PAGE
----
Its that time of the week for the usual technical update across the major asset markets.
The Swiss team stick to their bullish theme of forecasting a likely near term bottom for the US indexes and a buying opportunity therefore. They also stick to their medium term view that a deeper Q1 2014 7 to 10% correction is a likely event.
Here the report:
Near term they expect the financials to make a new high in the next few weeks with the energy sector failing to score a new high. (Assuming the usual seasonal strength holds I would tend to agree with them on this sector issue. The energy vs sp500 chart is painful chart to look at for someone over weight energy. I would say however that inc dividends the annual return has been nearly double digit over the period on aggregate so I’m not complaining too much). This weakness is a theme they repeat on the European indexes. They sight the Ftse and Swiss indexes as oversold and having a trading entry point. I would add IBEX and MIB to this pair. But echoing an observation i made a few sessions ago a higher high now pre a correction seems a stretch for many European index. (The MIB intra day moving beyond her -10% level indicating an official correction had already started). For these beaten up Euro indexes to score new highs from these deep corrections seems unlikely. They are also badly under performing the US indexes now so some mean reversion seems likely on the downside and upside. Therefore they make a good trading entry in terms of ratios.
The sentiment works needs no comment. The copper issue is interesting but no levels broken here and it could still be a dead cat bounce for now, especially if we see the taper soon rather than latter. The UST is falling and has fallen, just, into the danger zone above the 2.83% yield area. We need to watch this price action like hawks as credit and especially the UST defines prices globally. (The latest inflation data weak yet again and below consensus).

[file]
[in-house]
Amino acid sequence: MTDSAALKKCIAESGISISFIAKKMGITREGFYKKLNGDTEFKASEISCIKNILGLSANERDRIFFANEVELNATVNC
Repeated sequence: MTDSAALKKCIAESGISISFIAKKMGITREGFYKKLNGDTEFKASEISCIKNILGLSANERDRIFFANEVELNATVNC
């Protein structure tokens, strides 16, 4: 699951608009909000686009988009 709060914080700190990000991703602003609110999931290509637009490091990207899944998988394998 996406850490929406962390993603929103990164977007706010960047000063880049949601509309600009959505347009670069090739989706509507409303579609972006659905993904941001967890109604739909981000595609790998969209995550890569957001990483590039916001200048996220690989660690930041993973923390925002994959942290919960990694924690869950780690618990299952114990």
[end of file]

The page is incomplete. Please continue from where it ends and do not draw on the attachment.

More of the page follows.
And I want to pick again a line they have repeated this week once again:
“No bull market ends with a high momentum top”.
This could be true but this isn’t the market we have right now. My understanding of the technicals at present is that we indeed have falling momentum not rising momentum. We also see falling volume, higher margin, weaker and weaker breadth and internals, contrarian level sentiment and volatility. To add to this, the spread to many economic fundamental indicators as provided by Yardeni are at extreme divergences. Meanwhile the Fed talks taper and world wide rates rise as inflation falls. Its true earnings per share look ok on a historic basis but this is only as corporates are buying back their own shares. They are buying back rather than capex investment as the real economy and regulatory environment is so poor. They can borrow cheaply and get a better return on this capital by buying their own stock. This is yet another non sustainable enterprise and when rates rise this will be yet another knock to equity volumes that are already at multi year lows. And this is occurring as participation rates amongst consumers in the US stock market hits no multi decade lows. (Participation in housing looks very similar by the way).
You put it all together and I have to reach one conclusion. We are in a seasonal sweet spot now and only this (and fear of central bank dilution of cash) is holding these equity valuations where they are. So many different indicators are flashing amber and red here I feel I must act on my allocations. It would illogical for me not to for to ignore this evidence would render their usefulness as worthless. Unless the indicators change I am a seller into a year end bounce. I am driven by the technical and economic indicators I see all around me. I am no super bear at all. Ive been long equities from 2009 and with leverage from 2011 on the Sept lows. Its been a hell of beautiful ride but at this junction I have to shift allocations and become a net seller and de-lever. At least until the technical and economic situation changes.